swiss-water-decaf2Swiss Water Decaffeination Process

Decaffeination is the removal of caffeine from coffee beans, cocoa, tea leaves and other caffeine-containing materials

Decaffeination processes for coffee uses various methods. The process is performed on unroasted (green) beans and starts with steaming of the beans. They are then rinsed with a solvent that extracts the caffeine while leaving other constituents largely unaffected. The process is repeated from 8 to 12 times until the caffeine content meets the required standard (97% of caffeine removed according to the international standard, or 99.9% caffeine-free by mass per the EU standard).

Swiss Water process

The use of water as the solvent to decaffeinate coffee was originally pioneered in Switzerland in 1933 and developed as a commercially viable method of decaffeination by Coffex S.A. in 1980. In 1988, the Swiss Water Method was introduced by The Swiss Water Decaffeinated Coffee Company of Burnaby, British Columbia, Canada.
swdecafThis method is different in that it does not directly or indirectly add chemicals to extract the caffeine. Rather, it relies entirely on two concepts – solubility and osmosis – to decaffeinate coffee beans. The process begins by immersing a batch of green coffee beans in very hot water in order to dissolve and extract the caffeine. The water is then drawn off and passed through an activated charcoal filter. The porosity of this filter is sized to only capture larger caffeine molecules, while allowing smaller oil and flavor molecules to pass through it. However, this extraction process will also extract desirable oils and other solids from the beans, resulting in beans with no caffeine and no flavor in one tank, and caffeine-free but with flavor water in another tank.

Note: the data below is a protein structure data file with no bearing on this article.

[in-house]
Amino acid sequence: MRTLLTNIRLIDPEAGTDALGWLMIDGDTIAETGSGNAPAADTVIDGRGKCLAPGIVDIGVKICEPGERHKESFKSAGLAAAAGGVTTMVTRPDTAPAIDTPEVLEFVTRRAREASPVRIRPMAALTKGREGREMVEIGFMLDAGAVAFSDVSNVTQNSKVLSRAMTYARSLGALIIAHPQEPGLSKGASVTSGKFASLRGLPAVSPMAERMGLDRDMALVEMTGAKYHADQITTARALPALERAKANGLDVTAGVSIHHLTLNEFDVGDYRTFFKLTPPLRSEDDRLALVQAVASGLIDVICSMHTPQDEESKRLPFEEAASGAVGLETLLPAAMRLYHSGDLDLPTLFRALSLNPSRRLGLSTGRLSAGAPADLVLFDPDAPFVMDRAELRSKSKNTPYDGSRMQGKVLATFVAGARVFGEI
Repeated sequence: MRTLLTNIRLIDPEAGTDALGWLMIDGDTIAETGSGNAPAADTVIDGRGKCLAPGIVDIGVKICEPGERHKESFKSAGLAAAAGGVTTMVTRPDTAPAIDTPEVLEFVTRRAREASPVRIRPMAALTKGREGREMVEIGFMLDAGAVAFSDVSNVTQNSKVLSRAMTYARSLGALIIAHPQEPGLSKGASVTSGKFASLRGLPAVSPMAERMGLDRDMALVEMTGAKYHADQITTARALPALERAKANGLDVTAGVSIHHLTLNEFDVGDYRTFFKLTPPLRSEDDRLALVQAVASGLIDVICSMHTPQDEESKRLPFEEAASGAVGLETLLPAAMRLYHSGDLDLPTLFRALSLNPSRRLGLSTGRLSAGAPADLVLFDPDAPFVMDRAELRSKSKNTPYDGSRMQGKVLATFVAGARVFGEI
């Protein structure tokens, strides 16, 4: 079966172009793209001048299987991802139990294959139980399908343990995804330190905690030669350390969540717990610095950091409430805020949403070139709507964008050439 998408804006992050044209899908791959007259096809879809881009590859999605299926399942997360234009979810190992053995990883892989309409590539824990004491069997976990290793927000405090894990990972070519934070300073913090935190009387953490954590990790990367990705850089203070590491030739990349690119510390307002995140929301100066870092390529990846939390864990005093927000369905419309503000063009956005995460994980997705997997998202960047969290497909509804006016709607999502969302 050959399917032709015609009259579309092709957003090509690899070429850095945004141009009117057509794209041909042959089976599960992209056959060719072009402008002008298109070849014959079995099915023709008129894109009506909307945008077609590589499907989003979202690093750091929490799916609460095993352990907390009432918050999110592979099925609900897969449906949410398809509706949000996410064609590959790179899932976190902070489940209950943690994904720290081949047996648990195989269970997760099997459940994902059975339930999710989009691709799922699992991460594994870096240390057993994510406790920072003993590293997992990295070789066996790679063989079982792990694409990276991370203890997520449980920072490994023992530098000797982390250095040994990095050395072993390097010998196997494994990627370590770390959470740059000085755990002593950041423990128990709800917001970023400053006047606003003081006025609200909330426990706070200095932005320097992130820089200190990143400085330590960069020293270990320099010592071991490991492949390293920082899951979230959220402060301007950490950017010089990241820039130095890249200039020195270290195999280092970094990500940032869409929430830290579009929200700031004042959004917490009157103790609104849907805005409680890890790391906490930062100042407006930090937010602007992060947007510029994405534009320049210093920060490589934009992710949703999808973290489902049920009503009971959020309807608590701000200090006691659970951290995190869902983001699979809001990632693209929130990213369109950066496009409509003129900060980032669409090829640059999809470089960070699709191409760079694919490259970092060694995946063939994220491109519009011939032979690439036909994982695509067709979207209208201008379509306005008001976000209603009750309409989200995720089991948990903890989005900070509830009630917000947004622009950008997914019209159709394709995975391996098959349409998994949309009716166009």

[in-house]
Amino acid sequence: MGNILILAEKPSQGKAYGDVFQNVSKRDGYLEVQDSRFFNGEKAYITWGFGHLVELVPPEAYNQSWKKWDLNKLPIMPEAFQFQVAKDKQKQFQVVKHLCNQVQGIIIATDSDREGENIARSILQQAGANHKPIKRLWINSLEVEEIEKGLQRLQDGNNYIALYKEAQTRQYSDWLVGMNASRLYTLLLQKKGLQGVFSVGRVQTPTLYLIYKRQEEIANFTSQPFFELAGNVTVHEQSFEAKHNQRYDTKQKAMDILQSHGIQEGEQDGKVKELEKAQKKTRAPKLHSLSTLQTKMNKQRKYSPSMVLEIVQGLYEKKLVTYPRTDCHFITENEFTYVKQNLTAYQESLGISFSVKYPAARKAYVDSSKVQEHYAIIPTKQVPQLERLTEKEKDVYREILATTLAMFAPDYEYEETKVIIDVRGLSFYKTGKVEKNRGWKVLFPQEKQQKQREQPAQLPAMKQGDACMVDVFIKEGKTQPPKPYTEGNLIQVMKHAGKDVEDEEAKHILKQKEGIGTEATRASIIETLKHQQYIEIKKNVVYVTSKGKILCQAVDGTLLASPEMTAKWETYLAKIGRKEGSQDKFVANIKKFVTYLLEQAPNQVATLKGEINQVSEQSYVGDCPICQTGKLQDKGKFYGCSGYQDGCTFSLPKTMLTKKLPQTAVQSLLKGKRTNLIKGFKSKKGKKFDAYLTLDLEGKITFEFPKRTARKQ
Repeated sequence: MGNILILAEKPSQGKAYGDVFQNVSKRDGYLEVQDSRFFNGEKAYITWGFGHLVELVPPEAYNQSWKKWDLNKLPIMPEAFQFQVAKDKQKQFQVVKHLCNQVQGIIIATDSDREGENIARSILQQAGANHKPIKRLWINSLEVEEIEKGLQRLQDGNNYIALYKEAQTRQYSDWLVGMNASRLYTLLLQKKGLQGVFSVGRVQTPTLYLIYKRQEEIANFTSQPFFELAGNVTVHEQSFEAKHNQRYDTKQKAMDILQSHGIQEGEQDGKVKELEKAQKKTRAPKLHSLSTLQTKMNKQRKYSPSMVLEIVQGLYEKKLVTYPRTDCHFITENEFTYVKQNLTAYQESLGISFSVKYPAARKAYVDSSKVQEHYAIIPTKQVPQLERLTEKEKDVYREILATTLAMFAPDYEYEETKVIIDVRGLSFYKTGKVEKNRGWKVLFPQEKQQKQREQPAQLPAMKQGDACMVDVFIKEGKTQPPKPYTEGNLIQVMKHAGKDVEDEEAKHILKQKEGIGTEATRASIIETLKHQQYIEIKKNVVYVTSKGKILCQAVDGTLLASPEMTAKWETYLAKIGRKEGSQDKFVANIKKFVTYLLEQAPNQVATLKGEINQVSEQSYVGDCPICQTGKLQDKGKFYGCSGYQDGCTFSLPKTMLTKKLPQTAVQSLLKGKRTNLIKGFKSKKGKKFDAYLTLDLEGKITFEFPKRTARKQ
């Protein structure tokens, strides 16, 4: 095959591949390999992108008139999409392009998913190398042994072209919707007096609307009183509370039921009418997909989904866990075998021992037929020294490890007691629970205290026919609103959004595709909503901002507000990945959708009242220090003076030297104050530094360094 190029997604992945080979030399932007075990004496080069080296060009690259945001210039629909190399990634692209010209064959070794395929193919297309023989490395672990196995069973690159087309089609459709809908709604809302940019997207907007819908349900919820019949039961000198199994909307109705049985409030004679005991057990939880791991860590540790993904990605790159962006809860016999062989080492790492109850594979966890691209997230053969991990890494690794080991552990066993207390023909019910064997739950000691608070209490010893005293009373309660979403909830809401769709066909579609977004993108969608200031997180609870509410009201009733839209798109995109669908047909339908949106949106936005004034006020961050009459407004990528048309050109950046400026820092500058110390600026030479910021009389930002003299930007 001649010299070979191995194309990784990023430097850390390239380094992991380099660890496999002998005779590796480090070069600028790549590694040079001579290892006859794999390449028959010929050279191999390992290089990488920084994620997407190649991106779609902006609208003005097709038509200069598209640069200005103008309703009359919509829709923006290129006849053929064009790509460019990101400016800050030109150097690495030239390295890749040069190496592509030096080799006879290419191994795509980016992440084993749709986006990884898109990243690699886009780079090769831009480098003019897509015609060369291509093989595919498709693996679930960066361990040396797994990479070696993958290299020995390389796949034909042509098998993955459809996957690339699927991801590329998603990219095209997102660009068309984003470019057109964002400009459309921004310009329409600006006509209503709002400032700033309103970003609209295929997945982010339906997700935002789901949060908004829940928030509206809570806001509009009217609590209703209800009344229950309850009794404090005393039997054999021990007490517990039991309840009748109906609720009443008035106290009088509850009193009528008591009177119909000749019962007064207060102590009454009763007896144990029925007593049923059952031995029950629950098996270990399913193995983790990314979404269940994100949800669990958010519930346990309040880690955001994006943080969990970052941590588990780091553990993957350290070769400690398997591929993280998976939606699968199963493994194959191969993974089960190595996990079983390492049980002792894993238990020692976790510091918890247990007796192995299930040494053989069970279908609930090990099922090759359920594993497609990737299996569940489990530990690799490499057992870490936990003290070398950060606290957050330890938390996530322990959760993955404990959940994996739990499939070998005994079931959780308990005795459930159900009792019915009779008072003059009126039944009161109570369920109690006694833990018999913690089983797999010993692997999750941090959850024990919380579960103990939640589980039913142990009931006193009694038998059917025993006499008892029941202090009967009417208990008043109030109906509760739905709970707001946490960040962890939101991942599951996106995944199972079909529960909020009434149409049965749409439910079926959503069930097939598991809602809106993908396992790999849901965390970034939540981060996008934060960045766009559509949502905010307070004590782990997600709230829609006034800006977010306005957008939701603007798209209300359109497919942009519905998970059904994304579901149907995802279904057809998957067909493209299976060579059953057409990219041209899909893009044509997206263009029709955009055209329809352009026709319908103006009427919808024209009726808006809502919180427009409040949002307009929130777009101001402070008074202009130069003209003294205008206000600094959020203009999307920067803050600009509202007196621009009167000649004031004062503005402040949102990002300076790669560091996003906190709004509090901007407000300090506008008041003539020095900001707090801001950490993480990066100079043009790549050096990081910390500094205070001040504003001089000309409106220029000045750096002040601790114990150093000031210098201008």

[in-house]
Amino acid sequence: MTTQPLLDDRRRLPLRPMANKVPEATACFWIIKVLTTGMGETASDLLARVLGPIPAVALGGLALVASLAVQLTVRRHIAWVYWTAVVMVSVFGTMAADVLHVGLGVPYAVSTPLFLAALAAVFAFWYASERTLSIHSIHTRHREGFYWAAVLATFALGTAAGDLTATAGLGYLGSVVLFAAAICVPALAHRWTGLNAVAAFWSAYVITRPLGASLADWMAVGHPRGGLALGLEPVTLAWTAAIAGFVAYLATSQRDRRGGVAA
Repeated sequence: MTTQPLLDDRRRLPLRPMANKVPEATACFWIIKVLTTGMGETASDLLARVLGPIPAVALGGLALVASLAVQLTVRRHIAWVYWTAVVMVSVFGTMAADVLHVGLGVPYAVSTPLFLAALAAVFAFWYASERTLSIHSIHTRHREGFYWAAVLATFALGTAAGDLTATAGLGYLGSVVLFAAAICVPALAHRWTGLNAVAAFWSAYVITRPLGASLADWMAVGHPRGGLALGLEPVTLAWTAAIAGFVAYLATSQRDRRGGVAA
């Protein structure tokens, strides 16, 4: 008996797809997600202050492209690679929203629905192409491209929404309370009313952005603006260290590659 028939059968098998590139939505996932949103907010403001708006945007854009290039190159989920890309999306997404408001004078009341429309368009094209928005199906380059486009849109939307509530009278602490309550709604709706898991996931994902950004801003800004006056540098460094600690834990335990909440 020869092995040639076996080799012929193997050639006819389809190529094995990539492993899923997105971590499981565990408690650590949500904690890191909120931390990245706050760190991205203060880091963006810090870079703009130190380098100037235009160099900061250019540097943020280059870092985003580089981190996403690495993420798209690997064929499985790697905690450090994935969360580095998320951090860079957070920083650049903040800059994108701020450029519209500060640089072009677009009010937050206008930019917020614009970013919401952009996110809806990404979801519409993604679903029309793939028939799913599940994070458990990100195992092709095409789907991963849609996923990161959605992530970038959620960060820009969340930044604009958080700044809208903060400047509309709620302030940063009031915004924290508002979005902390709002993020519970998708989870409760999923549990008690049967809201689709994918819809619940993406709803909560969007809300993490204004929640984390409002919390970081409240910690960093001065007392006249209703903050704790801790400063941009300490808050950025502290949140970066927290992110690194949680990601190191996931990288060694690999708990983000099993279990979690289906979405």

The Swiss Water process method attempts to overcome this difficulty by first discarding the flavorless caffeine-free beans, and then reusing the flavor-rich water to remove the caffeine from a fresh batch of coffee beans. Water saturated in this way is referred to as green coffee extract or GCE. It is created using a separate batch of green coffee beans, which are immersed in water and then discarded. In a pre-loading tank, water, cane sugar and formic acid are mixed and heated and used to preload carbon filter columns. The GCE is then filtered over the columns to extract caffeine from it. A fresh batch of green coffee beans is then immersed in the GCE to remove caffeine but retain other components. The other components can be retained because the water is already saturated with flavor ingredients, therefore, the flavors in this fresh bath cannot dissolve – only caffeine moves from the coffee beans to the water. This results in decaffeination without a massive loss of flavor. The process of filtering the GCE to remove caffeine and immersing the beans is repeated until the beans are 99.9% caffeine free by mass, meeting the required standard. This process takes 8 to 10 hours.